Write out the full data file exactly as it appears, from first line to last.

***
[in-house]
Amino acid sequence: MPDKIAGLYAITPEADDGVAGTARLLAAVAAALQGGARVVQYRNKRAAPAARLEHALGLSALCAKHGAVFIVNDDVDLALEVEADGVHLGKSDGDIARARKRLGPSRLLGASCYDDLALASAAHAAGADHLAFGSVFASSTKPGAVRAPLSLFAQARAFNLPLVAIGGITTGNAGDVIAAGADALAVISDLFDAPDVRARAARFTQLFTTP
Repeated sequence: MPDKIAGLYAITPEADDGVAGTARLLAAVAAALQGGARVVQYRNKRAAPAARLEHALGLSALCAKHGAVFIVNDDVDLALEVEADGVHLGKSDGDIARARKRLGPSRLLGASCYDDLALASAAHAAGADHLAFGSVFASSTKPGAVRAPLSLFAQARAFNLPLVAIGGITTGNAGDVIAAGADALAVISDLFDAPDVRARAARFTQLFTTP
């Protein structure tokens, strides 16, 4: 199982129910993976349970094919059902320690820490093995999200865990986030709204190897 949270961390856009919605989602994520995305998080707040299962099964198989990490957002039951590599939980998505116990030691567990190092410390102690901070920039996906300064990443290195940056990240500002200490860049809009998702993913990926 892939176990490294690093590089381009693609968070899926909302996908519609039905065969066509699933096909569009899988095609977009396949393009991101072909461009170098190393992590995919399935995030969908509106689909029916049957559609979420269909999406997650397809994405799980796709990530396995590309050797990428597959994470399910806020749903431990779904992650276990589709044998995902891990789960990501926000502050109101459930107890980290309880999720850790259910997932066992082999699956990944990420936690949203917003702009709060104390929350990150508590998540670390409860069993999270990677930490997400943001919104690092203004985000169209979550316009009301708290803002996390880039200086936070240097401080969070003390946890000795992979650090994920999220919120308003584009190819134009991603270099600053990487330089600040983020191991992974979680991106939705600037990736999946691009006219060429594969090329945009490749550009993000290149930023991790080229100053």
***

[in-house]
Amino acid sequence: MPDKIAGLYAITPEADDGVAGTARLLAAVAAALQGGARVVQYRNKRAAPAARLEHALGLSALCAKHGAVFIVNDDVDLALEVEADGVHLGKSDGDIARARKRLGPSRLLGASCYDDLALASAAHAAGADHLAFGSVFASSTKPGAVRAPLSLFAQARAFNLPLVAIGGITTGNAGDVIAAGADALAVISDLFDAPDVRARAARFTQLFTTP
Repeated sequence: MPDKIAGLYAITPEADDGVAGTARLLAAVAAALQGGARVVQYRNKRAAPAARLEHALGLSALCAKHGAVFIVNDDVDLALEVEADGVHLGKSDGDIARARKRLGPSRLLGASCYDDLALASAAHAAGADHLAFGSVFASSTKPGAVRAPLSLFAQARAFNLPLVAIGGITTGNAGDVIAAGADALAVISDLFDAPDVRARAARFTQLFTTP
């Protein structure tokens, strides 16, 4: 199982129910993976349970094919059902320690820490093995999200865990986030709204190897 949270961390856009919605989602994520995305998080707040299962099964198989990490957002039951590599939980998505116990030691567990190092410390102690901070920039996906300064990443290195940056990240500002200490860049809009998702993913990926 892939176990490294690093590089381009693609968070899926909302996908519609039905065969066509699933096909569009899988095609977009396949393009991101072909461009170098190393992590995919399935995030969908509106689909029916049957559609979420269909999406997650397809994405799980796709990530396995590309050797990428597959994470399910806020749903431990779904992650276990589709044998995902891990789960990501926000502050109101459930107890980290309880999720850790259910997932066992082999699956990944990420936690949203917003702009709060104390929350990150508590998540670390409860069993999270990677930490997400943001919104690092203004985000169209979550316009009301708290803002996390880039200086936070240097401080969070003390946890000795992979650090994920999220919120308003584009190819134009991603270099600053990487330089600040983020191991992974979680991106939705600037990736999946691009006219060429594969090329945009490749550009993000290149930023991790080229100053």